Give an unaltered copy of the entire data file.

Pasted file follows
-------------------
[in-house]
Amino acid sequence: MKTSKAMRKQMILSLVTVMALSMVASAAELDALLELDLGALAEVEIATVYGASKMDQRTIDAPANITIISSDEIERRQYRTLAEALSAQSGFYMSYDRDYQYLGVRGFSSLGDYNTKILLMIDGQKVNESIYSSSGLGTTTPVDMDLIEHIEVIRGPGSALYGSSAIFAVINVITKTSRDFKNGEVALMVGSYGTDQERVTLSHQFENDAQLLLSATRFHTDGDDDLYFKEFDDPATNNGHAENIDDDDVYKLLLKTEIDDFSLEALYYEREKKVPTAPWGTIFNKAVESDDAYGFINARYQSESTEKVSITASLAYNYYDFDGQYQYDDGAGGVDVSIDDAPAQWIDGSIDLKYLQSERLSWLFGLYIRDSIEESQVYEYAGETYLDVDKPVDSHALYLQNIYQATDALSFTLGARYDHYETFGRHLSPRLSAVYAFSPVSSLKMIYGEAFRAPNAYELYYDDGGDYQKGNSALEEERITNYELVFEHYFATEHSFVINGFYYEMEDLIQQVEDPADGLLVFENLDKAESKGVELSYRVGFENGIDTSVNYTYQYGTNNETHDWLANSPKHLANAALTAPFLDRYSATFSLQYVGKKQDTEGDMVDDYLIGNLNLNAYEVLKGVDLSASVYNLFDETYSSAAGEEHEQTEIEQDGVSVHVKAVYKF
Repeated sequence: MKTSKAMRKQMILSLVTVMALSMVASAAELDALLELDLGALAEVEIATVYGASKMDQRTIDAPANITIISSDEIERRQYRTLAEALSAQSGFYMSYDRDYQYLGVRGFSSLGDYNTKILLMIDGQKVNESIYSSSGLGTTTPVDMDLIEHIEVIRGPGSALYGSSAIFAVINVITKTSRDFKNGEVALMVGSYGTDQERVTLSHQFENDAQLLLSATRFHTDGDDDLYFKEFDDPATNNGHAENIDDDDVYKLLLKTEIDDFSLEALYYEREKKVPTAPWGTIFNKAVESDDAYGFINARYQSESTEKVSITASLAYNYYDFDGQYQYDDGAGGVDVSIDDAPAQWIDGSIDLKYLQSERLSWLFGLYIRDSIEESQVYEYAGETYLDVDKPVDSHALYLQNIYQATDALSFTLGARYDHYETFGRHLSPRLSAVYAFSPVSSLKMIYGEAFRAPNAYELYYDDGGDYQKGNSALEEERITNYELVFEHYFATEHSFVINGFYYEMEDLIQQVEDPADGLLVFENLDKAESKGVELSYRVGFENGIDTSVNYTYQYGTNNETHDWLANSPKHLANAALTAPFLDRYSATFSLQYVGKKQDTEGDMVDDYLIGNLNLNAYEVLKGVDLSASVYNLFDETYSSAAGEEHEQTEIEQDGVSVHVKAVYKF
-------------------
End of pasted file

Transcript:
[in-house]
Amino acid sequence: MKTSKAMRKQMILSLVTVMALSMVASAAELDALLELDLGALAEVEIATVYGASKMDQRTIDAPANITIISSDEIERRQYRTLAEALSAQSGFYMSYDRDYQYLGVRGFSSLGDYNTKILLMIDGQKVNESIYSSSGLGTTTPVDMDLIEHIEVIRGPGSALYGSSAIFAVINVITKTSRDFKNGEVALMVGSYGTDQERVTLSHQFENDAQLLLSATRFHTDGDDDLYFKEFDDPATNNGHAENIDDDDVYKLLLKTEIDDFSLEALYYEREKKVPTAPWGTIFNKAVESDDAYGFINARYQSESTEKVSITASLAYNYYDFDGQYQYDDGAGGVDVSIDDAPAQWIDGSIDLKYLQSERLSWLFGLYIRDSIEESQVYEYAGETYLDVDKPVDSHALYLQNIYQATDALSFTLGARYDHYETFGRHLSPRLSAVYAFSPVSSLKMIYGEAFRAPNAYELYYDDGGDYQKGNSALEEERITNYELVFEHYFATEHSFVINGFYYEMEDLIQQVEDPADGLLVFENLDKAESKGVELSYRVGFENGIDTSVNYTYQYGTNNETHDWLANSPKHLANAALTAPFLDRYSATFSLQYVGKKQDTEGDMVDDYLIGNLNLNAYEVLKGVDLSASVYNLFDETYSSAAGEEHEQTEIEQDGVSVHVKAVYKF
Repeated sequence: MKTSKAMRKQMILSLVTVMALSMVASAAELDALLELDLGALAEVEIATVYGASKMDQRTIDAPANITIISSDEIERRQYRTLAEALSAQSGFYMSYDRDYQYLGVRGFSSLGDYNTKILLMIDGQKVNESIYSSSGLGTTTPVDMDLIEHIEVIRGPGSALYGSSAIFAVINVITKTSRDFKNGEVALMVGSYGTDQERVTLSHQFENDAQLLLSATRFHTDGDDDLYFKEFDDPATNNGHAENIDDDDVYKLLLKTEIDDFSLEALYYEREKKVPTAPWGTIFNKAVESDDAYGFINARYQSESTEKVSITASLAYNYYDFDGQYQYDDGAGGVDVSIDDAPAQWIDGSIDLKYLQSERLSWLFGLYIRDSIEESQVYEYAGETYLDVDKPVDSHALYLQNIYQATDALSFTLGARYDHYETFGRHLSPRLSAVYAFSPVSSLKMIYGEAFRAPNAYELYYDDGGDYQKGNSALEEERITNYELVFEHYFATEHSFVINGFYYEMEDLIQQVEDPADGLLVFENLDKAESKGVELSYRVGFENGIDTSVNYTYQYGTNNETHDWLANSPKHLANAALTAPFLDRYSATFSLQYVGKKQDTEGDMVDDYLIGNLNLNAYEVLKGVDLSASVYNLFDETYSSAAGEEHEQTEIEQDGVSVHVKAVYKF